The Ministry of Industry and Trade has set up a council to scrutinise alleged violations of competition regulations in ride-hailing services firm Grab’s acquisition of Uber’s business in Vietnam.
|Photo shows a group of GrabBike riders in Hanoi. Grab’s acquisition of the transport-tech firm Uber’s business in Vietnam has met with strong opposition and scrutiny from the domestic market regulators and transportation firms.-VNS Photo Viet Thanh |
Investigations will look at Grab Limited Company and Uber Vietnam, both based in HCM City. Six other companies which were suspected of being involved will also be investigated but the ministry did not disclose their names.
Deputy Minister of Industry and Trade Tran Quoc Khanh said the council would review Grab’s acquisition of Uber’s operations in Vietnam, findings of the Viet Nam Competition and Consumer Protection Authority and explanations by relevant parties and existing regulations to make a decision.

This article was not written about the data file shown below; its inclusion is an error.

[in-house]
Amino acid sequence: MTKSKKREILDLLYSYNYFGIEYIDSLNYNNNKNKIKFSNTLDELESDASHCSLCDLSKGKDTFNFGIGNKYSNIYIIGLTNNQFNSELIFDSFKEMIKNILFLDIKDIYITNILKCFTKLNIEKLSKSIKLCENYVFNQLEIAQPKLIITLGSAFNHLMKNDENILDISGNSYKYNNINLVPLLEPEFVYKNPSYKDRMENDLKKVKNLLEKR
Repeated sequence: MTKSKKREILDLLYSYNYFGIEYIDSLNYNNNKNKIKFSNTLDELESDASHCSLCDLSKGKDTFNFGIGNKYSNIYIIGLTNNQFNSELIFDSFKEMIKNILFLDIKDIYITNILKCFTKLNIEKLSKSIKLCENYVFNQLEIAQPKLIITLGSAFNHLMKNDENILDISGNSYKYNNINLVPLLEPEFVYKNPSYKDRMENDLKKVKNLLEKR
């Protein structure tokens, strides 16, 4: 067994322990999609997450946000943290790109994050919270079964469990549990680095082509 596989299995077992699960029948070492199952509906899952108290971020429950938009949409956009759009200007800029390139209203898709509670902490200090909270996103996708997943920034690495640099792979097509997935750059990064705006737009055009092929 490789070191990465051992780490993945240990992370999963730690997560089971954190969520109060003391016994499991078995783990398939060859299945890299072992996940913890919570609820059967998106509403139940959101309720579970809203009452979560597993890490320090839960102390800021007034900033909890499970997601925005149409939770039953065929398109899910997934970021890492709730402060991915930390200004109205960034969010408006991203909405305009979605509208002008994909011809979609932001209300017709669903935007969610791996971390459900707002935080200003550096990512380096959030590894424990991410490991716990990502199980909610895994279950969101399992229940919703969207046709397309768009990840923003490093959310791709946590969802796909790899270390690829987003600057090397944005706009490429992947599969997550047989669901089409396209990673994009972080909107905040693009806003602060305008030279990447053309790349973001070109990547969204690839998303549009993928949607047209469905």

According to the Vietnam Competition and Consumer Protection Authority’s findings, announced in mid-December, the acquisition violated regulations on economic concentration in the Law on Competition.
The competition authority found that Grab’s market share was more than 50 per cent after the purchase.
Under the current regulations, if Grab held a market share between 30 and 50 per cent after the acquisition deal without reporting it to the management agency, the firm could be fined up to 10 per cent of its revenue for the 2017 fiscal year. If the market share exceeded 50 per cent, the acquisition deal might be banned.
Grab responded by saying it did not violate laws, claiming its market share was below 30 per cent following the sale deal and citing differences in market share calculations between the company and the competition authority.
In March 2018, Grab announced it had completed the acquisition of Uber’s operations in Southeast Asia, including Vietnam. In exchange, Uber held a stake of 27.5 per cent in Grab.
In last September, Singapore’s competition watchdog fined Grab $6.42 million and Uber US$6.58 million over their merger, saying the deal had led to the erosion of competition in the ride-hailing market, the Channel News Asia reported.